UK researchers say the proportion of people testing positive for severe acute respiratory syndrome coronavirus 2 (SARS-CoV-2) significantly declined in England between 26 April and 28 June 2020.
Reporting on initial results from the Office of National Statistics Coronavirus Infection Survey, the team says the proportion of people testing positive by throat and nose swab fell from around one in 300 to one in 1,000 over the two months.
“This adds to the increasing body of empirical evidence and theoretical models that suggest that the lockdown imposed on 23 March 2020 had its intended effect,” write Koen Pouwels (Nuffield Department of Population Health, University of Oxford) and colleagues.
The researchers say the results can be used to directly inform policymakers faced with the difficult challenge of deciding whether to continue or relax measures taken to contain the spread of the virus.
Importantly, Pouwels and colleagues warn that many of the people who did test positive were asymptomatic and that working outside of the household was a significant risk factor.
This indicates the importance of continued community monitoring for the early detection of any increases in infection rates as people return to work and other measures are relaxed, they say.
A pre-print version of the paper is available on the server medRxiv*, while the article undergoes peer review.
Percentage of population testing positive for SARS-CoV-2 over time. (Top) In England. (Bottom) Within the nine regions of England. Credible intervals are truncated at 1.35% to ensure all regional plots are on the same scale.
Policymakers need accurate surveillance data
Since the coronavirus disease 2019 (COVID-19) outbreak first began in Wuhan, China, late last year, many governments have implemented unprecedented control measures to help curb the spread of SARS-CoV-2.
The mass surveillance data used to monitor the effectiveness of such measures have mostly been based on sources such as hospital admissions, self-reported symptoms, and death registries, all of which do not directly measure the community prevalence of SARS-CoV-2.
Estimated epidemic growth rates within England and its nine regions, shown as posterior median and 25-75th percentiles. Growth rates are related to doubling (positive weeks) and halving (negative weeks) times.
The policymakers and experts who advise governments about the continued need for social distancing rely on accurate and up-to-date information on the incidence and prevalence of SARS-CoV-2, say the researchers.
“While an uncontrolled epidemic has potentially even more drastic consequences, politicians have to continuously make the difficult decision between continuing strict control measures or relaxing them in some way that would be safe enough in medical terms yet beneficial more broadly across society,” writes the team.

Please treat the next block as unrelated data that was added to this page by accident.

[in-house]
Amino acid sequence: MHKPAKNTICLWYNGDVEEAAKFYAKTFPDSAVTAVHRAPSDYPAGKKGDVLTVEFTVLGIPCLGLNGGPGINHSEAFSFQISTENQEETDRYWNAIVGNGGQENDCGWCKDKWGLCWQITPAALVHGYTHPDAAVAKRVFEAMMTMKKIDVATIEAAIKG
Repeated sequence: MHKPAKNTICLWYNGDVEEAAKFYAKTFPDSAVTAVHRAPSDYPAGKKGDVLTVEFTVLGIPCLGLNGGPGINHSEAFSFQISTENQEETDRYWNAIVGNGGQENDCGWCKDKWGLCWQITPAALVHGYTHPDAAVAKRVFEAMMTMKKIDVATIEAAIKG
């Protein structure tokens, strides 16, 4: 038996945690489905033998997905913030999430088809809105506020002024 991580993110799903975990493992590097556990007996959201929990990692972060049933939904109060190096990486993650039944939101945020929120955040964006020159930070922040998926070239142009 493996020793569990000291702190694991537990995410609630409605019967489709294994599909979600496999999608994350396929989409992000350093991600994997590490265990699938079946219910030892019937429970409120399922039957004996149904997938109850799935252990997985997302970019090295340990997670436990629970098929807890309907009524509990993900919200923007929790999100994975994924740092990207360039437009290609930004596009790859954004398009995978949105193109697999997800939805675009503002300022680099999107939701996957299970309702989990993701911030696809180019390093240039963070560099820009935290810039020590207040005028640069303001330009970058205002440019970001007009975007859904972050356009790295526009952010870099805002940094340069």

The Office of National Statistics (ONS) Coronavirus Infection Survey (CIS)
The ONS-CIS is a repeated cross-sectional national survey that collects throat and nose swab data from 34,992 participants aged 2 years and older across 16,722 residential households in England. Information about any symptoms and risk factors is also gathered. The data for this pilot phase were collected between 26 April and 28 June.
The survey found that the proportion of people testing positive for SARS-CoV-2 fell from 0.32% on 26 April to 0.08% on 28 June.
The authors say the result suggests “that the lockdown imposed on 23 March 2020 had its intended effect.”
Risk factors associated with testing positive included having a job with direct patient contact (a 4.06-fold increased risk) and working outside of the home (a 2.49-fold increased risk). Having personally visited a hospital was associated with a 2.2-fold increased risk, and a household member having visited hospital was associated with a 1.95-fold increased risk.
“Continued monitoring for SARS-CoV-2 in the community will be important”
Notably, a significant proportion of people who tested positive for the virus were asymptomatic.
Of 133 individuals who tested positive, 82 (61%) reported no symptoms on the day the swab was taken, as well as no symptoms one week before or after it was taken.
“A substantial proportion of infections were in individuals not reporting symptoms, indicating that continued monitoring for SARS-CoV-2 in the community will be important for potential early detection of increases in infections due to return to work and other relaxations of control measures,” warn the researchers.
“This national survey, collecting throat and nose swabs and accompanying data from individuals in households across England, estimates the prevalence and incidence of SARS-CoV-2 in the community in England, and hence directly informs decisions about continued need or relaxation of COVID-19 related control measures,” they conclude.
medRxiv publishes preliminary scientific reports that are not peer-reviewed and, therefore, should not be regarded as conclusive, guide clinical practice/health-related behavior, or treated as established information.